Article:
Presentation on theme: "Soils: facts and fiction Note series for Environmental Science ENVI 152."— Presentation transcript:
Soils: facts and fiction Note series for Environmental Science ENVI 152
Soil Definition (NRCS) n Soil is a natural body comprised of solids (minerals and organic matter), liquid, and gases that occurs on the land surface, occupies space, and is characterized by one or both of the following: horizons, or layers, that are distinguishable from the initial material as a result of additions, losses, transfers, and transformations of energy and matter or the ability to support rooted plants in a natural environment.
Downer soils are used mostly as woodland. The natural vegetation consists of mixed oaks, hickory, and scattered pines. Downer soils occur on 291,319 acres in New Jersey. These soils are dominantly in the 11 counties of southern New Jersey. Downer soils are on uplands and formed in sandy, Northern Atlantic Coastal Plain deposits. The Downer series was established in the 1960’s in Gloucester County.
Soil Loss n The loss of soils through erosion is a major problem n The loss of soil washes out potential nutrients that would be available n The loss of soil nutrients will negatively impact plant diversity n The loss of soil is becoming a greater problem today than in the past
Why Soil Loss? n Development n Clearing of fields for agriculture n Strip mining n Natural weathering n Edge effect n Sea Level Rise
Soil types n Soils are weathered rocks that create smaller particles n Classified as Sand, Silt or Clay n Depending on the location, there are greater compositions of soil types (i.e. New Jersey coastal area has mostly sand, there clay soils in N. New Jersey
Soil Contamination n Since soils are in the LITHOSPHERE (Crust), they will be exposed to more environmental stresses which will inevitably permeate down the soils possibly toward groundwater. n Acid rain is a problem in that it displaces cations in the soil and causes changes in soil chemical compositions and pH
Soil Texture = %Sand, Silt & Clay in a soil. n Soil texture is the single most important physical property of the soil. Knowing the soil texture alone will provide information about: n 1) water flow potential, n 2) water holding capacity, n 3) fertility potential, n 4) suitability for many urban uses like bearing capacity
Particle Diameter Size n Soil particle diameters range over 6 orders of magnitude u 2 m boulders u Coarse fragments > 2 mm u Sand < 2 mm to 0.05 mm u Silt < 0.05 mm to 0.002 mm u Clay < 0.002 m
Coarse Fragment n > 2 mm n Gravels, cobbles, boulders n Not considered part of fine earth fraction (soil texture refers only to the fine earth fraction or sand, silt & clay) n Boulders left in valley of Big Horn Mts.(Wy) by a glacier.
Sand n 0.05 mm n Visible without microscope n Rounded or angular in shape n Sand grains usually quartz if sand looks white or many minerals if sand looks brown, n Some sands in soil will be brown, yellow, or red because of Fe and/or Al oxide coatings.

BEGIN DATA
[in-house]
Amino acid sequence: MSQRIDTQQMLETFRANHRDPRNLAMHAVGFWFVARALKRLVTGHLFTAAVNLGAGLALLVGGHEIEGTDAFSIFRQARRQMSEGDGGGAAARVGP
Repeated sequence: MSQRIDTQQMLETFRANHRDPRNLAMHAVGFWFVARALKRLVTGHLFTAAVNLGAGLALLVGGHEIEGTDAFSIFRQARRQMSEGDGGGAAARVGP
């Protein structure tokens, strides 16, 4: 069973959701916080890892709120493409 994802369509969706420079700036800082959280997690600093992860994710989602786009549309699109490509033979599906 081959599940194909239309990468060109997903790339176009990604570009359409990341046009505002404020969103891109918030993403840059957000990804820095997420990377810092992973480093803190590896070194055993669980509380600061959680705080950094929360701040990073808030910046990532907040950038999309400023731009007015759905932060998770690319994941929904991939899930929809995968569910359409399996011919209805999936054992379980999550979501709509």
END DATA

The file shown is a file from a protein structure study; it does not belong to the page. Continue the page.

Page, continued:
Sand n Feels gritty n Considered non- cohesive – does not stick together in a mass unless it is very wet.
Sand n Low specific surface area n Sand has less nutrients for plants than smaller particles n Voids between sand particles promote free drainage and entry of air n Holds little water and prone to drought
Silt n 0.002 mm n Not visible without microscope n Quartz often dominant mineral in silt since other minerals have weathered away.
Silt n Does not feel gritty n Floury feel –smooth like silly putty n Wet silt does not exhibit stickiness / plasticity / malleability
Silt n Smaller size allows rapid weathering of non quartz minerals n Smaller particles – retains more water for plants and have slower drainage than sand. n Easily washed away by flowing water – highly erosive. n Holds more plant nutrients than sand.
Source of Silt
Clay n Wet clay is very sticky and is plastic or it can be molded readily into a shape or rod. n Easily formed into long ribbons n Shrink swell – none to considerable depending on the kind of clay.
Clay n Pores spaces are very small and convoluted u Movement of water and air very slow n Water holding capacity u Tremendous capacity to adsorb water- not all available for plants. n Soil strength- shrink/swell affects buildings, roads and walls. n Chemical adsorption is large
USDA Textural Classes n Sandy soils (coarse) u Fine sand u Very fine sand n Loamy soils (medium) n Clayey soils (fine)
Sandy Soils n Coarse texture u Sands u Loamy sands
Changes in soil texture n Over long periods (1000s yrs) pedologic processes alter soil horizon textures. n As soils get older sand weathers to silt and silt weathers to clay….therefore old soils have more clay.
Determining Soil Texture - Feel Method n Wet soil in hand n Make ribbon n Length of ribbon indicates clay content n Grit or lack of grit indicates sand or silt n Smoothness indicates silt
Naming Soil Horizons n Soil horizons (layers in the soil) are named so differences between soils can be identified. n Naming soil horizons takes practice
Organic Horizons u O - horizon - organic material (no mineral materials) 1) forest litter 2) organic soil or peat soils, or muck
Organic Soil Profile This trenching machine is digging through the Oe horizon of an organic soil. Trenches needed to remove water so the peat will dry before harvest.
Mineral Soil Horizons n A horizon - surface horizons that accumulate A B B (t) B (C) C